Lithuania’s role in the Holocaust is not necessarily a Goldilocks yarn for wee ones, or even ones not so wee. Like the region, its people are tough. Perhaps that’s why they fortify themselves with potatoes. Greetings ring out: “Welcome to the land of potatoes.” Lithuanians eat an estimated 112 pounds of potatoes, less than Belarus, its biggest competitor, at 401 pounds per person per year. Our travel guide at Spectator ate one every day, he confesses, although no mention from him of weight gain. Cepelinai, delicious potato dumplings filled with mushrooms, cheese, or ground meat, are named for “zeppelins because of their shape and heft.” Some are even sprinkled with cracklings.
Russia Tested Lithuania Too
Mr. Seminara’s excellent tour guide outlined the city’s history, before introducing him to “marvelous Vilnius Baroque architecture, including a magnificent church, St. Casimir, that the Soviets turned into a Museum of Atheism.” When he commented on the proliferation of Ukrainian flags all over town, his guide responded, “We’ve been through what they’re going through because the Russians tried to take away our freedom, too.”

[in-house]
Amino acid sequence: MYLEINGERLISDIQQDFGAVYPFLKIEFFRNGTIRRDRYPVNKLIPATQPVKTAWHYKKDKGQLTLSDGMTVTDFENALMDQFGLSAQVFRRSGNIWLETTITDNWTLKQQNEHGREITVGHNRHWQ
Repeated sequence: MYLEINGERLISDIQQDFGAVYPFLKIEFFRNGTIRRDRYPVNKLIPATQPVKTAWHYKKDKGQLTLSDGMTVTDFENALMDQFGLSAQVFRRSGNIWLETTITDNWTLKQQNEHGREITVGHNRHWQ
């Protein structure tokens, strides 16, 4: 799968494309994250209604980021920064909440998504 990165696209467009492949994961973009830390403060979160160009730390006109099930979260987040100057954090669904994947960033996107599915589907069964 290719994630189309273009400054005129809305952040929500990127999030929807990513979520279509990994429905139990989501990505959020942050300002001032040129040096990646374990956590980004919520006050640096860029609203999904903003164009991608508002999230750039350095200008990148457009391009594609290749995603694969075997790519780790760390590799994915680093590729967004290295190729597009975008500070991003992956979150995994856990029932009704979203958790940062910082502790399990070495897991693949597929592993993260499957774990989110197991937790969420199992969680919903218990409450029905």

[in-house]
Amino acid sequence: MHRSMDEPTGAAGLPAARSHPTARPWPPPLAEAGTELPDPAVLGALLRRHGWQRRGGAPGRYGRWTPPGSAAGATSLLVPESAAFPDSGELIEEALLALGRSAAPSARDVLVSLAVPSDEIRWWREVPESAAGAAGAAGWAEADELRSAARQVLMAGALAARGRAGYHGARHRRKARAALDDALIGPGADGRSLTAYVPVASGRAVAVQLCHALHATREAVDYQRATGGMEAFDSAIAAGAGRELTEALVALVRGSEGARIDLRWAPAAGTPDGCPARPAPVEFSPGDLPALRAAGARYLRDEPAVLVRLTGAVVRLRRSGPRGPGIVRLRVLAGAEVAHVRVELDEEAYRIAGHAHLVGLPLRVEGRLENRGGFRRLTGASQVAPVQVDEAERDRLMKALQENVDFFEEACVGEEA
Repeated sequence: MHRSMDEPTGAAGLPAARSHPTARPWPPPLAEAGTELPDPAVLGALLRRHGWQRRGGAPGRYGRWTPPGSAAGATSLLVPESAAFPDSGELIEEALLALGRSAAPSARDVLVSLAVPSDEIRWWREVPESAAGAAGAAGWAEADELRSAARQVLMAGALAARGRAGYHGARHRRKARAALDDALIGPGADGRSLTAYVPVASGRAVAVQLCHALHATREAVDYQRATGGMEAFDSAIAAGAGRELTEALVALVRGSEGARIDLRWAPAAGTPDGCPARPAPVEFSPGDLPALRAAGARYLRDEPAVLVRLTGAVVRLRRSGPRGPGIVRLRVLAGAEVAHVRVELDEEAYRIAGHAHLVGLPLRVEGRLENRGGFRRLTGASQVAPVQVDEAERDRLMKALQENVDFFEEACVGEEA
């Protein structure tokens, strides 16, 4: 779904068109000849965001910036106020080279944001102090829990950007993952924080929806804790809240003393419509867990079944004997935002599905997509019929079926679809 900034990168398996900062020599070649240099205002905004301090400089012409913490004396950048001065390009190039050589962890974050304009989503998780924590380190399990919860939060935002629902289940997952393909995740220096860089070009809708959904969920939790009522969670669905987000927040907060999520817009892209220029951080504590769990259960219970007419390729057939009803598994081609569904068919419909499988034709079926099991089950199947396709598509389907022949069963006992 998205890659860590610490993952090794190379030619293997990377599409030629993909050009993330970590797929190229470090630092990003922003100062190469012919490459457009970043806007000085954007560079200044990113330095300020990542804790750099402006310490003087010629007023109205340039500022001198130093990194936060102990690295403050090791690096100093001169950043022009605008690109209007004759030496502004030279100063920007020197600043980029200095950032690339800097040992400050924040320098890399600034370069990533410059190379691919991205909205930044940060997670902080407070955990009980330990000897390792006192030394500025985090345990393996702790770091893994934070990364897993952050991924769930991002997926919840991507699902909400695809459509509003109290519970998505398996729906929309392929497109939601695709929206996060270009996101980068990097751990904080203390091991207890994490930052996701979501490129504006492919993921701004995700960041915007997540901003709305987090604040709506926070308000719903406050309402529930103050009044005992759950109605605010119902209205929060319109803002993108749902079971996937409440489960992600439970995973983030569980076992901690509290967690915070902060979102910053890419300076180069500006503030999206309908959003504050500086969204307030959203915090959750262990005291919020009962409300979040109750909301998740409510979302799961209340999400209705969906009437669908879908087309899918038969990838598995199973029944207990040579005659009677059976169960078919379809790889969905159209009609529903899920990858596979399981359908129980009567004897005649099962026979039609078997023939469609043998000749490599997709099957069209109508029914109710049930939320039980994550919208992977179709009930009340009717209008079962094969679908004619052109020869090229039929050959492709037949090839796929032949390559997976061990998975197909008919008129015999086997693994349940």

The guide noted that her country of fewer than three million people raised 10 million euros for Ukraine in three days in a crowd-funding appeal earlier this year. Why? Despite being one of the world’s most pro-Ukraine countries, tourism is down in part because of the country’s proximity to Russia, another unkind scourge after the pandemic.
Dick and I missed the museum at Kaunas. Kaunas had been part of East Prussia. After WWI, Germany lost the territory to the newly independent Lithuania.
After World War Two, the German-occupied northern half of the peninsula was incorporated into Lithuania, while the southern half became part of Russian Kaliningrad. German visitors who appreciate the town’s charms and its nude beach still flock to the city each summer.
“Greater U.S. involvement in the Russo‐Ukraine war could further deepen America’s political divisions, too,” Doug Bandow warns at Cato. Do not doubt “the bitterness of American politics today.”
The situation is likely to worsen as the country heads toward a replay of the 2020 presidential election. Consider the effects of the French Revolution, which, it was said, “drew a red‐hot ploughshare through the history of America.” With Americans increasingly unable or unwilling to talk to one another, Washington shouldn’t add more fuel to the partisan fire.
Mr. Bandow would like to see policymakers use this war to advance broader U.S. objectives, such as “shifting responsibility for Europe’s defense to Europe.”
For too long, Mr. Bandow continues, Europeans have relied on Washington’s military welfare.
Despite abundant promises last year to change their behavior, European governments’ performances remain lackluster. Yet some of the continent’s weakest military powers are beating the war drums the loudest knowing that the principal burden of combat would fall onto America. Washington should make clear that any future guarantees for Kiev’s security will be on them, not (on) the U.S.